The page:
I sketched earlier a brief description of how we got here.

Now I’ll attempt to offer an ‘alternative’ understanding of inflation. Not what it is – we all know that, but what it does.
It will be a functionalist view of the matter. Evolutionary, even.
As in ‘why do we still have inflation’. Why inflation continues to ‘survive’.

For most of our history, economy had been about solving needs.
Regardless of the market being momentarily free or not, for things to go on a balance had to be struck.
Demand had to be balanced by supply. Hence ‘price’.

Demand was mostly driven by the number of people needing something while supply was driven by the available natural resources AND by our ability to transform those resources into actual commodities.
For example, the price of wheat was influenced by the number of people living in a certain area, by the amount of arable land AND by the agricultural technology used at any given time. OK, the weather also had an impact but it was mitigated by the technology.

‘But how about imports? After all, ‘international’ grain trade is three millennia old. Ancient Athenian ships had been distributing ‘Ukrainian’ wheat all around the Aegean sea since before the Trojan war…’

Yeah, and how about emigration… the Irish had gone to America to escape famine, didn’t they?
We’ll get there. ‘Baby steps’, otherwise we may trip!

When population increased, they tried to add more arable land. If they could. If not – and/or in parallel, they tried to increase yield.
But the process was not linear. They could not ‘fine tune’ the increase of yield – by either method, exactly to the population growth. Hence the variation of price. Hence the ‘secondary mitigation measures’ – import/export and emigration.

‘OK, I understand. But prices can go both ways. Up AND down! Inflation only goes up…’

You’re speaking about individual prices. Which, indeed, go both ways.
And, yes again, inflation goes – in medium to longer time frames, only up!

You see, we have ‘price adjustments’ and (compounded) inflation.

Price adjustment is the mechanism through which the market – free or otherwise, balances the market for individual ‘items’. Encourages the consumption of wheat when the price is low and encourages the farmers to plant more wheat when the prices are high. Same thing for, say, shoe-shinning!
Meanwhile, (compounded) inflation is the mechanism through which the market – again, free or otherwise, balances itself.

‘Huh?!?’
For example, if wheat becomes too expensive, consumers (and suppliers) might decide to replace it with something else. Rice. Or potatoes.
Or, when grain prices become prohibitively low, farmers might abandon their plows and buy, say, shoe-shining tools.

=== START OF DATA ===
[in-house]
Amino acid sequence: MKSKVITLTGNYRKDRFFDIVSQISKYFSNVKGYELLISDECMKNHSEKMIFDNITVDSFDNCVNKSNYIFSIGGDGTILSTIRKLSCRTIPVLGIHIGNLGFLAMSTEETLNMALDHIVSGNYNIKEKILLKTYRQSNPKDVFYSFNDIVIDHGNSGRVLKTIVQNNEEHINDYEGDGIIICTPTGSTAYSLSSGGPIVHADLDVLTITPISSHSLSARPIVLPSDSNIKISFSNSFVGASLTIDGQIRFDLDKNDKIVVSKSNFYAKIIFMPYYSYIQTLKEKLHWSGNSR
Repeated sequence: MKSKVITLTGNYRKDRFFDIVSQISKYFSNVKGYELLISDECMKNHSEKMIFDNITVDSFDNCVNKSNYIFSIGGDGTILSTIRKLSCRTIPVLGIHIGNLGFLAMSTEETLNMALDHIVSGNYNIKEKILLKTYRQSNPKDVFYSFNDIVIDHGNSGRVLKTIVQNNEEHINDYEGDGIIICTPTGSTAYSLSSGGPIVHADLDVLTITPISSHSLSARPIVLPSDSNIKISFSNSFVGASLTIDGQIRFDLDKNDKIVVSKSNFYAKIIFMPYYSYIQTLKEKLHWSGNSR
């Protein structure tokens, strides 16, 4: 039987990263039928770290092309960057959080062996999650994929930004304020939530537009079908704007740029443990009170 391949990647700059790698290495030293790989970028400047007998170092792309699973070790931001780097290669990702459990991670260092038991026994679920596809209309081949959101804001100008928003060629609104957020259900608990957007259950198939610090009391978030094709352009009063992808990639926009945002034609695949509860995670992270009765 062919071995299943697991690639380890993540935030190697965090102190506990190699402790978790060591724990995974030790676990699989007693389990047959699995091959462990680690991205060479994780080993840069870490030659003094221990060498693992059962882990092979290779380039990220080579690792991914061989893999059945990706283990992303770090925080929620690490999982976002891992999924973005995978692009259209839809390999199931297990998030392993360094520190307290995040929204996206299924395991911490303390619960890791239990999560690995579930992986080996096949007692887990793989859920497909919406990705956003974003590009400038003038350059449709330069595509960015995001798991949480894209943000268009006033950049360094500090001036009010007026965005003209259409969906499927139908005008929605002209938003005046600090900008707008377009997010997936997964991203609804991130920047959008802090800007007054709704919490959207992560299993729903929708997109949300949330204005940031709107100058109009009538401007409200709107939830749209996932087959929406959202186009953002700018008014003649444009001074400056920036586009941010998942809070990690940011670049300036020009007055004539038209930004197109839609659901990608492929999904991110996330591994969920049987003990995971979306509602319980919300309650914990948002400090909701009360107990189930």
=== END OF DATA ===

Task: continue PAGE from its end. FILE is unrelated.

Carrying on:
‘But if rice – or anything else – would yield a lot more than wheat per the available arable land, the over all prices for food – and everything else, should go down, right? Not up…’

Well… in a rational world… maybe. That’s another long discussion.
The short version being that we usually wait for too long before making the necessary changes. Which is not necessarily wrong but that’s yet another long discussion. Only hindsight is 20/20…

Let’s say it would be possible to grow wheat and rice on the same plot of land without making any technological adjustments. If the growers would know what kind of weather would come in the next season, they would be able to plant the right crop. But they don’t. And it takes time for people to grasp the weather patterns have changed – and adjust the pertinent technology. On top of that, adjusting technology requires money.
Investment. Fresh ‘inputs’.

And who would do such a thing – plowing money into the ground, literally – without expecting an increased return? Something ‘extra’ for their effort?

In economic terms, nobody invests their money in a deflationary environment.
Why would anybody do such a thing?
Buy now when waiting till ‘tomorrow’ would make it possible to buy more for the same money?!?

That’s why inflation goes up. Period.
Cause otherwise the whole economy would become obsolete. We’d all be waiting for ‘tomorrow’.

NB.
This was a gross ‘simplification’.
A bare sketch.
Even in a deflationary environment, some prices do go up. For years overall prices have gone down – because of our increased technological prowess – while housing, education, healthcare and insurance have become more and more expensive. ‘Tilting’ the whole market.
More about this in the next post on the subject.